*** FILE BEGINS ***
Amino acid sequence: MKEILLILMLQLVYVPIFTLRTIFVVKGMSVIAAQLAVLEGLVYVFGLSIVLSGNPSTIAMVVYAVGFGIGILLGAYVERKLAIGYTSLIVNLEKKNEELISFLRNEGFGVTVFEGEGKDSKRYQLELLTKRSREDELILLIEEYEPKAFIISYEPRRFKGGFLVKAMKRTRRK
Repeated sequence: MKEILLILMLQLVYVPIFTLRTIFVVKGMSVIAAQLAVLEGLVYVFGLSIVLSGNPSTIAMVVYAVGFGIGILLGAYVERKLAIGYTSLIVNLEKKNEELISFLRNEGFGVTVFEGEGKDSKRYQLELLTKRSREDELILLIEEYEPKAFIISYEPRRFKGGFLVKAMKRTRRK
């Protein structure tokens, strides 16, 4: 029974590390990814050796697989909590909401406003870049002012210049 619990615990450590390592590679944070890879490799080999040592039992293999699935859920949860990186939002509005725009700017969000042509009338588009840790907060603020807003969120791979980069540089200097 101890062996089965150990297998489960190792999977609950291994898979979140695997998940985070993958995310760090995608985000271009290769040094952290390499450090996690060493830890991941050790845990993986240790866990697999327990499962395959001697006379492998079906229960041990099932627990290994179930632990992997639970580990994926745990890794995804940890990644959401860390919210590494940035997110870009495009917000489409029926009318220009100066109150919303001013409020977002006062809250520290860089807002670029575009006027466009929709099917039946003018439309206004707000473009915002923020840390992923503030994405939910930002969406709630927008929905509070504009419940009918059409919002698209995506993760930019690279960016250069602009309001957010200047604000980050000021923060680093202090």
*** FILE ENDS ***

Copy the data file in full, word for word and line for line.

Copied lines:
Amino acid sequence: MKEILLILMLQLVYVPIFTLRTIFVVKGMSVIAAQLAVLEGLVYVFGLSIVLSGNPSTIAMVVYAVGFGIGILLGAYVERKLAIGYTSLIVNLEKKNEELISFLRNEGFGVTVFEGEGKDSKRYQLELLTKRSREDELILLIEEYEPKAFIISYEPRRFKGGFLVKAMKRTRRK
Repeated sequence: MKEILLILMLQLVYVPIFTLRTIFVVKGMSVIAAQLAVLEGLVYVFGLSIVLSGNPSTIAMVVYAVGFGIGILLGAYVERKLAIGYTSLIVNLEKKNEELISFLRNEGFGVTVFEGEGKDSKRYQLELLTKRSREDELILLIEEYEPKAFIISYEPRRFKGGFLVKAMKRTRRK
């Protein structure tokens, strides 16, 4: 029974590390990814050796697989909590909401406003870049002012210049 619990615990450590390592590679944070890879490799080999040592039992293999699935859920949860990186939002509005725009700017969000042509009338588009840790907060603020807003969120791979980069540089200097 101890062996089965150990297998489960190792999977609950291994898979979140695997998940985070993958995310760090995608985000271009290769040094952290390499450090996690060493830890991941050790845990993986240790866990697999327990499962395959001697006379492998079906229960041990099932627990290994179930632990992997639970580990994926745990890794995804940890990644959401860390919210590494940035997110870009495009917000489409029926009318220009100066109150919303001013409020977002006062809250520290860089807002670029575009006027466009929709099917039946003018439309206004707000473009915002923020840390992923503030994405939910930002969406709630927008929905509070504009419940009918059409919002698209995506993760930019690279960016250069602009309001957010200047604000980050000021923060680093202090």